The global wearable technology sector is already a multi-billion dollar industry. Yet Egypt is lagging behind in the race to create an iPod-esque market beater.
Inventors around the world are pumping out all kinds of digitally-enabled gear from jackets that will help you get home, to the Lebanese invention Instabeat that will measure your health stats while swimming*, Sony's "life-logging" band, and, of course, the controversial Google Glass.
It’s a sector that IHS analyst Shane Walker estimates could be worth $30 billion USD in 2018, up from the $10 billion it is now.
“Wearables moved from comic-book fantasy to mundane reality in the past decade thanks to multisensor combination packages and the low-power wireless chips that support them,” he wrote in the first quarter of 2014.
But in Egypt, despite the country’s wealth of computer engineers, only a handful of companies have moved into the wearable technology space. The small club includes Mubser, a year-old company that's developed a belt and headset kit called Sensify which helps visually impaired people avoid obstacles. And there's Drime, a company that only came together at Cairo's Startup Weekend three weeks ago and intends to build an app-and-bracelet combo to help people better manage their time.
According to industry figures the scant attention given to wearable technology in Egypt is largely due to two issues: amongst consumers there’s little awareness or demand for tech-enabled gear, and within the technology sector there’s a dearth of deep hardware manufacturing or design experience.
Flat6Labs CEO Ramez Mohamed says Egypt has the engineering talent to integrate internet-enabled technology into clothing and wearable devices, but the country lacks the consumer market and manufacturing capacity.
"It's very promising. I'd say from the tech side we have the expertise to design wearables [but] not manufacture [them]."
Mubser CEO and cofounder Khaled Abo Shady says high-tech manufacturing facilities and mentors who understand the needs of a hardware-oriented company are hard to find.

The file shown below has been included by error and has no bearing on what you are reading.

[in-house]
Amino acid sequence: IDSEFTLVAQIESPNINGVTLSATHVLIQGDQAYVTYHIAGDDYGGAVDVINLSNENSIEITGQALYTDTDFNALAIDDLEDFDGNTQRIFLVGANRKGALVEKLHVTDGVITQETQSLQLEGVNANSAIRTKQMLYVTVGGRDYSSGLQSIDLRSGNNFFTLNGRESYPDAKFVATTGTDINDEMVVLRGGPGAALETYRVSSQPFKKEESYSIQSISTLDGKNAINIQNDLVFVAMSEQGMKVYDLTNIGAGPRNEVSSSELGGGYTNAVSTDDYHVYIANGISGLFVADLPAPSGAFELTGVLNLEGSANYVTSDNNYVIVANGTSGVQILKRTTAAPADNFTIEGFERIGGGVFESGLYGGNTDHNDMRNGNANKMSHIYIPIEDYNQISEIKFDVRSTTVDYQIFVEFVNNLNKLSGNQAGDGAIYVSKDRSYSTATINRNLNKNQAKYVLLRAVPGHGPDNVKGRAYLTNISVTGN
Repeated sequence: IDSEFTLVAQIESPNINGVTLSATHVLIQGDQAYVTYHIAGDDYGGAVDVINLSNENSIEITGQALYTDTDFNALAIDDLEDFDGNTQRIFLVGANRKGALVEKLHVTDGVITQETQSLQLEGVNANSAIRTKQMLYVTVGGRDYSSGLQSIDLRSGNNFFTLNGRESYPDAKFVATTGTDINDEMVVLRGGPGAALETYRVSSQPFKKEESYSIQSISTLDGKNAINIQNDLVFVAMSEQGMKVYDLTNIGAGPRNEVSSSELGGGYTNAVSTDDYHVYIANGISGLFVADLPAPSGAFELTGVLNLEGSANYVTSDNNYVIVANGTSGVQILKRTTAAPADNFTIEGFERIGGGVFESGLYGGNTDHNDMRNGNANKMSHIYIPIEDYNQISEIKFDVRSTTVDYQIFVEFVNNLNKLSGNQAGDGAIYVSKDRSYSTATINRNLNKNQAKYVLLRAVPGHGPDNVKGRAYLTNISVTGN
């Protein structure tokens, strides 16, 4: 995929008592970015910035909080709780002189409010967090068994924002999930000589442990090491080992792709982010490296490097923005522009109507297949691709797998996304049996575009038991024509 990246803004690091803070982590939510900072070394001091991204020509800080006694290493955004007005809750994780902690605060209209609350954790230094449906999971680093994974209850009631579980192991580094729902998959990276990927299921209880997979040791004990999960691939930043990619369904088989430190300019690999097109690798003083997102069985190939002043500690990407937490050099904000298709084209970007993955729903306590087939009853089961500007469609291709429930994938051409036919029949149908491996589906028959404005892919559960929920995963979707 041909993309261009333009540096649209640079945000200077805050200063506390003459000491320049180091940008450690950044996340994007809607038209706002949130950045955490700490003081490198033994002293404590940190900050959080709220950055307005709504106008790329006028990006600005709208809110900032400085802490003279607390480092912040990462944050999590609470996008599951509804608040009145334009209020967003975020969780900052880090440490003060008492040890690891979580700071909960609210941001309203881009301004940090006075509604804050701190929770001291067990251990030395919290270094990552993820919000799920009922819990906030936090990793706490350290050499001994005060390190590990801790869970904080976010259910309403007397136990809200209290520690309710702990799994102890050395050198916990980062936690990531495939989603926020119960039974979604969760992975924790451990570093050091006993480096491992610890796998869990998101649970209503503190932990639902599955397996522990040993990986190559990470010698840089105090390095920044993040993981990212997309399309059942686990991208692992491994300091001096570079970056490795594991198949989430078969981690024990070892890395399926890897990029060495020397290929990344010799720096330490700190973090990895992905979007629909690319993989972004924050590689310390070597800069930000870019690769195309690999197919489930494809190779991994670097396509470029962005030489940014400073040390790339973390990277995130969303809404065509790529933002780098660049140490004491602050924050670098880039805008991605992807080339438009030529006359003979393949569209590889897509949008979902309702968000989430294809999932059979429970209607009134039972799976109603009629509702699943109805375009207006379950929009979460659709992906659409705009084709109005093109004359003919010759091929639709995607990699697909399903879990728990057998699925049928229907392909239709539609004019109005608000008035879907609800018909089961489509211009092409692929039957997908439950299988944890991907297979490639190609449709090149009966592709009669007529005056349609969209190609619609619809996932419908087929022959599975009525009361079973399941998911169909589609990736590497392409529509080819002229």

"Getting a [good] looking prototype is a very hard task here with the available resources… [there are] still a lot of facilities needed," he told Wamda. "A [small] number of mentors deeply understand what it takes to build a great hardware product with the different stages. But we have counted on international mentors who [are] helping us [to] solve some parts of the puzzle."
Entrepreneurs who are creating hardware products are beginning to try to close that gap, however.
Amr Saleh is CEO and cofounder of Integreight, a company that designed and built a product called 1sheeld (pictured left) that turns your smartphone into an interface for Arduino programming software.
He says the hardware development ecosystem in Egypt is very small and he's been trying to encourage people to take an interest in the sector.
"We are organizing a monthly hardware startups meetup to share experiences and help each other with the challenges we face," he told Wamda, although the meetups aren’t organized around a wearable tech focus. The hardware hackathon that Saleh and his team at Integreight are planning, for November or December, will "hopefully" produce some projects involving wearable concepts.
Demand for Mubser's Sensify aid shows there is a market for innovative products designed within Egypt.
The aid recognizes objects using infrared depth data captured by a Microsoft Kinect sensor and RGB imaging. When the system sees an obstacle ahead it sends a signal to the belt to vibrate. It can even recognize basic objects such as chairs, doors or stairs, and names the object to the user via the Bluetooth-enabled headset.
Shady says Mubser has already sold five of the older-model prototypes and will launch the final version for pre-orders in April 2015. They will focus on the US and European markets, although Shady notes the Gulf also holds considerable potential.
"We have sold different prototypes to users who are passionate about what we are doing and want to try the product with us. We have a list of waiting users who are interested to buy the prototypes even though it's just a prototype stage; this reflects the high need for our solutions.”
For Drime founder Hesham Kadry (pictured right), the biggest challenge – aside from nurturing a three-week-old startup – is creating awareness within Egypt. He says they are aiming at the US and Canadian markets but thinks a "personalized time coach" in the form of a mobile application and a bracelet will work well in Egypt.
"I think the app will be really useful in Egypt," He told Wamda. "Here we have a problem with time... The main obstacle is getting people familiar with the concept of a wearable."
Plans are afoot to push the development of wearable technology within Egypt.
In January, Intel's new CEO Brian Krzanich launched the company's global 'Make it Wearable' competition.
The competition, which wraps up for 2014 in November, attracted over 300 submissions from Egypt, putting the country in the top four behind only US, India, and Germany. Although none of the over 300 submissions from Egypt made it to the finals, one woman's idea to make clothes that would capture and convert carbon dioxide to oxygen was short listed.
*Wamda Capital has invested in Instabeat.